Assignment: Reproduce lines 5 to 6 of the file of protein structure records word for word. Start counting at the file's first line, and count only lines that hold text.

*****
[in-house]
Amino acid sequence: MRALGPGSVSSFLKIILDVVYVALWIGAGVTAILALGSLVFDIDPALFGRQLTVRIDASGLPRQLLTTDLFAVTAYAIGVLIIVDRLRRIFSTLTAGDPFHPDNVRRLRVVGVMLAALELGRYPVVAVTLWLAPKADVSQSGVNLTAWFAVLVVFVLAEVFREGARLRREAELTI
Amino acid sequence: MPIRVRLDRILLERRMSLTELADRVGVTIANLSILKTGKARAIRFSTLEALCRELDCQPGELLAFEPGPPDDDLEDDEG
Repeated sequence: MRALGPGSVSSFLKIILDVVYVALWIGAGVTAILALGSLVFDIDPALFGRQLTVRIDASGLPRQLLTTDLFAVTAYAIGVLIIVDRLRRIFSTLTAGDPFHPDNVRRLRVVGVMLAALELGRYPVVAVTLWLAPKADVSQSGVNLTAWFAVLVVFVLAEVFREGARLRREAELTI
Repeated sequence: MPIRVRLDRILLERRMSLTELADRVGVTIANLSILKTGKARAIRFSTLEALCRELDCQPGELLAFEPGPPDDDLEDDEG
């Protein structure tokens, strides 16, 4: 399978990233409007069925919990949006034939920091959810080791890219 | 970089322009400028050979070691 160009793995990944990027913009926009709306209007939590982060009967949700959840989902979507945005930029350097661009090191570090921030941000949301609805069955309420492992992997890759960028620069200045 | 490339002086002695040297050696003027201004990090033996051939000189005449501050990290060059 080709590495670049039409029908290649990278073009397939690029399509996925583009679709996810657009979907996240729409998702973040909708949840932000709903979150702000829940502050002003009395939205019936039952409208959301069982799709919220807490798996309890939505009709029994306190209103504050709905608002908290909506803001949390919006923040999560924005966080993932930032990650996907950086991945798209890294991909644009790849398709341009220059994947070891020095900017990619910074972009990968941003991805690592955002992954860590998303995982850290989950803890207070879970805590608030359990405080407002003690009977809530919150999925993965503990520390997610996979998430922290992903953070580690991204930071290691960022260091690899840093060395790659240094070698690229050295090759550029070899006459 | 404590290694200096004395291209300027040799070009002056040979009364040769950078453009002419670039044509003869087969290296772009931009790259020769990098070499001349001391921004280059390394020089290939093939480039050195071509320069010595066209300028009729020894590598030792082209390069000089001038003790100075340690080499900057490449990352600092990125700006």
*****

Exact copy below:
Repeated sequence: MPIRVRLDRILLERRMSLTELADRVGVTIANLSILKTGKARAIRFSTLEALCRELDCQPGELLAFEPGPPDDDLEDDEG
């Protein structure tokens, strides 16, 4: 399978990233409007069925919990949006034939920091959810080791890219 | 970089322009400028050979070691 160009793995990944990027913009926009709306209007939590982060009967949700959840989902979507945005930029350097661009090191570090921030941000949301609805069955309420492992992997890759960028620069200045 | 490339002086002695040297050696003027201004990090033996051939000189005449501050990290060059 080709590495670049039409029908290649990278073009397939690029399509996925583009679709996810657009979907996240729409998702973040909708949840932000709903979150702000829940502050002003009395939205019936039952409208959301069982799709919220807490798996309890939505009709029994306190209103504050709905608002908290909506803001949390919006923040999560924005966080993932930032990650996907950086991945798209890294991909644009790849398709341009220059994947070891020095900017990619910074972009990968941003991805690592955002992954860590998303995982850290989950803890207070879970805590608030359990405080407002003690009977809530919150999925993965503990520390997610996979998430922290992903953070580690991204930071290691960022260091690899840093060395790659240094070698690229050295090759550029070899006459 | 404590290694200096004395291209300027040799070009002056040979009364040769950078453009002419670039044509003869087969290296772009931009790259020769990098070499001349001391921004280059390394020089290939093939480039050195071509320069010595066209300028009729020894590598030792082209390069000089001038003790100075340690080499900057490449990352600092990125700006």